My rating: 5 of 5 stars
There are some books which simply deserve to be called masterpieces right from the beginning and Harper Lee’s story is one such example. It is astonishing to think that this was the author’s one and only novel and as a writer I find myself envious of her skill as a craftsman which combine with a message as relevant today as it was when published in 1960. Although now the theme of racism is a little diminished over time, the greater theme of prejudice and hypocrisy – which occur in a myriad number of ways – is just as important now as it was then.
But it isn’t just the themes which make this book so special. Lee’s treatment of every character is perfect too. You can’t help but love the kids, admire Atticus and pity Tom Robinson let alone enjoy, hate and be surprised by the many other figures which feature throughout the tale. This is a book about what makes us human and who we are – or what we become – when tensions arise. In this case it is how a town reacts to the alleged rape of a white girl by a black man. But it’s more than that; the book asks a fundamental question: inside,are we good or are we bad?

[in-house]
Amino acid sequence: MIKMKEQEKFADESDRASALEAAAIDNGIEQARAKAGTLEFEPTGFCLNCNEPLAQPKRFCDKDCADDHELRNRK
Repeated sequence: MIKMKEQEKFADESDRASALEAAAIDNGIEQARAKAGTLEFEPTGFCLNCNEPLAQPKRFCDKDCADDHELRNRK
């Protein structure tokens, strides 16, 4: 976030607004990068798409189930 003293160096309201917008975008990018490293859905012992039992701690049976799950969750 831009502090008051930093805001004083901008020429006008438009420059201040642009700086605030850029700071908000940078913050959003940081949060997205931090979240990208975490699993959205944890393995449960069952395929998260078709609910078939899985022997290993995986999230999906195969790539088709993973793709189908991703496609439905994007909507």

As with all good books, Harper Lee only hints at her own answer given through the final words uttered by Atticus, but she leaves the jury out for us as readers to decide ultimately for ourselves.